Fast forward 23 years and it was January 1st, 1992 and at ‘high noon’ under the Sydney Harbour Bridge I met Rhonda wearing a bright green dress. I don’t really remember much because I was too busy trying to comprehend that the thirty-nine-year-old standing in front of me looked like she could have been my sister! We looked alike, talked alike, laughed alike, and in every way she was mirroring back at me, ‘me’.
We had followed the experts’ advice, we’d written letters over several months and then met on neutral ground, Sydney! We rode the ferry to Manly and I don’t remember either of us catching our breath, we just talked nonstop.
Months later Rhonda came to Brisbane and spent Easter weekend with my family. She slept in my childhood bed, and I camped on the floor in a sleeping bag. Mum did her daily ritual squeezing the oranges and delivering them to us before we got out of bed. I didn’t recognise it at the time, but my mum was mothering Rhonda. There seemed no hint of competition; just another person to love and take care of.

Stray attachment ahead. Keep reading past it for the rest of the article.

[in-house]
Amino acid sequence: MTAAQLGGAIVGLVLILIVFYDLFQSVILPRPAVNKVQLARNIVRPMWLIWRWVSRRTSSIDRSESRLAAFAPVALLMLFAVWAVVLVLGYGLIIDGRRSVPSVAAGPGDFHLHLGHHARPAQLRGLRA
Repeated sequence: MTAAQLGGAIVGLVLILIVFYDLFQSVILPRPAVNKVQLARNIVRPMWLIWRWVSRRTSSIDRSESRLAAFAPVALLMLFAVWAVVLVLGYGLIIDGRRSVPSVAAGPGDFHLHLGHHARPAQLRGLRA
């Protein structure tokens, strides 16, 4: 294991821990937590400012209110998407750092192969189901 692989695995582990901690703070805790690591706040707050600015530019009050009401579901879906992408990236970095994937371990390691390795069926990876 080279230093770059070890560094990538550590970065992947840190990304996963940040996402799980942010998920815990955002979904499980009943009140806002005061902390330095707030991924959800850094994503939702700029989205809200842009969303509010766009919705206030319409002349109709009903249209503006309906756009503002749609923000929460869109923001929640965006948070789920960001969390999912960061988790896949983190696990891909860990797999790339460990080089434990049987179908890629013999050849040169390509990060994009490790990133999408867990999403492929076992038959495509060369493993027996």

I knew Rhonda for eight years before she passed away of cancer. She was still in her forties.
Things weren’t always easy between us, but she often told me she loved me. It would be many years after she passed, when I’d reached my forties, before I found out the trauma of her childhood. In many ways, processing my reunion with her took twenty years. That’s when my adoption journey of understanding really began. Thank you Jigsaw. Saturdays spent taking the perspective of others, as we hear of the joys and struggles from the adoptees and the mums, has really enriched my life and helped me to continue to grow in my own adoption journey.